I decided last Saturday that I also wanted added to Subversion the part I change the most in the configuration file of both versions of Apache HTTP server I use. Subversion is a version control system that I installed a few weeks ago.
I have two versions of Apache, an 1.3.x version that also supports PHP, and a 2.x version. Since I have several virtual hosts in use, a few for personal use, and a lot for my customers, maintaining two Apache server configuration files became cumbersome.
See Installing and configuring Apache on Windows XP for a much more complete step-by-step guide on name-based virtual hosting.
First I created a new subversion repository for the configuration I had in mind. I used a small Perl program I wrote a few days earlier which does the creating of directories, subdirectories, checking in, and checking out the trunk. After that, I renamed the httpd.conf file, and copied the httpd.default.conf as httpd.conf to have a pristine version back again. At the end of this file I added Include directives as follows:
Include "C:/ ... /The Castle/Configuration/Apache/server.txt" Include "C:/ ... /The Castle/Configuration/Apache/apache-1.3.31.txt" Include "C:/ ... /The Castle/Configuration/Apache/virtual-hosts.txt"
Note that I replaced a part of the path in the above snippet with ... in order to keep each line short. In the actual file each directive uses a full and correct path.
The virtual hosts file is shared between both versions of Apache and looks as follows:
NameVirtualHost *:80 <VirtualHost *:80> ServerName local.johnbokma DocumentRoot "C:/ ... /Projects/johnbokma/tmp" Alias /mexit/ "C:/ ... /Projects/johnbokma/site/web/mexit/" </VirtualHost> <VirtualHost *:80> ServerName local.castleamber DocumentRoot "C:/ ... /Projects/castleamber/www-new" </VirtualHost>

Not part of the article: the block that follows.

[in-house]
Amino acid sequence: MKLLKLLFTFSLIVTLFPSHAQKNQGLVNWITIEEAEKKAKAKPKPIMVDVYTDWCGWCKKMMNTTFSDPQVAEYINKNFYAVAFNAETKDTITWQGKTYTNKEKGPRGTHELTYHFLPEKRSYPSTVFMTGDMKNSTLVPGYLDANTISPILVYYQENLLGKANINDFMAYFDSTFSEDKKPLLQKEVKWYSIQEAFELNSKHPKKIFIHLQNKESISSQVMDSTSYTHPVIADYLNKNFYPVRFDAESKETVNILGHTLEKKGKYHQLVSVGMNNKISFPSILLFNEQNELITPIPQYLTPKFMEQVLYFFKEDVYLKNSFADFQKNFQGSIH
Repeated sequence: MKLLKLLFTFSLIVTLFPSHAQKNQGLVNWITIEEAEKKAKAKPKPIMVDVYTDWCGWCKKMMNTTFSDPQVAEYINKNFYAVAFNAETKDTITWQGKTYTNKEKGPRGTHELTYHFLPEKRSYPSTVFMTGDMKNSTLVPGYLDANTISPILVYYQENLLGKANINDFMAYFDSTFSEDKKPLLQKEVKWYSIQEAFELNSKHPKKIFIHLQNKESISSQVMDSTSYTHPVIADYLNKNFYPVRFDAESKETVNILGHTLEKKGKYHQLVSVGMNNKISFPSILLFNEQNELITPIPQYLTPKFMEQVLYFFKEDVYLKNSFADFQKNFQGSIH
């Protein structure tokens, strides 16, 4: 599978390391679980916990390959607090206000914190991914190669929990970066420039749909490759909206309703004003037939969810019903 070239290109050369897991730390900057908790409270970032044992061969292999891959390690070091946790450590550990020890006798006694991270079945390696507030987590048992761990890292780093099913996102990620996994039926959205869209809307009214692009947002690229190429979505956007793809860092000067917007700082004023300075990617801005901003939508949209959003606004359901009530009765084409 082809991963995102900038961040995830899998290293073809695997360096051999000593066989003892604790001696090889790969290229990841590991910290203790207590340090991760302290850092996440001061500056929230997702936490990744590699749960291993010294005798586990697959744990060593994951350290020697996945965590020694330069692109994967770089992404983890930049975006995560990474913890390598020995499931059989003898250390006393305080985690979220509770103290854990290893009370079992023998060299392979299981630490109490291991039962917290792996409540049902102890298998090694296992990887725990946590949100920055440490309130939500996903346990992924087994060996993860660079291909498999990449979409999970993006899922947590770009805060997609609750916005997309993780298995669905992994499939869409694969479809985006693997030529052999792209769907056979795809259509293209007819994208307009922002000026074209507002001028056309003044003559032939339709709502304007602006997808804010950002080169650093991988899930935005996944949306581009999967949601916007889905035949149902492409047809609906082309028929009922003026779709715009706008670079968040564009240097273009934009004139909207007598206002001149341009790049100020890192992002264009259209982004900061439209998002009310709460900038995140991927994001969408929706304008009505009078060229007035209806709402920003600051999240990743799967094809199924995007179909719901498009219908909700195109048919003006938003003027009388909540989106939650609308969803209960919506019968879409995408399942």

Note, again a part of each path has been replaced with ... in order to keep each line short.
In the first virtual host section I use an alias to create "mexit" under the document root as a kind of virtual sub directory. Note the / at the end of both the Alias and the path. The actual directory is not even a subdirectory of /johnbokma/tmp. This trick even works over a network (shared directory, tested). Subdirectories (versus Subdomains) have been discussed at great length, in quite a heated discussion between Bill Logan and me, on the Usenet group alt.www.webmaster around the end of May 2004, .
Each ServerName must be added to the hosts file (or DNS). Since I use Windows XP I edit the following file:
C:\WINDOWS\system32\drivers\etc\hosts which has (amongst others) the following entries:
127.0.0.1 local.castleamber 127.0.0.1 local.johnbokma
Using local as a prefix has an advantage if your browser shows locations that match when you type. As
soon as I have typed
local Firefox shows all available local URLs.
Thanks to how Subversion works, I can now keep track of changes to the virtual hosts file. The client I use, TortoiseSVN, uses overlays to show clearly when a file has been updated but not committed to the repository. Also, because I use the Include directive of Apache, I can share this file between different versions of the Apache HTTP server.
In the above screen dump TortoiseSVN clearly shows that the virtual hosts file has been updated but not committed to the repository yet.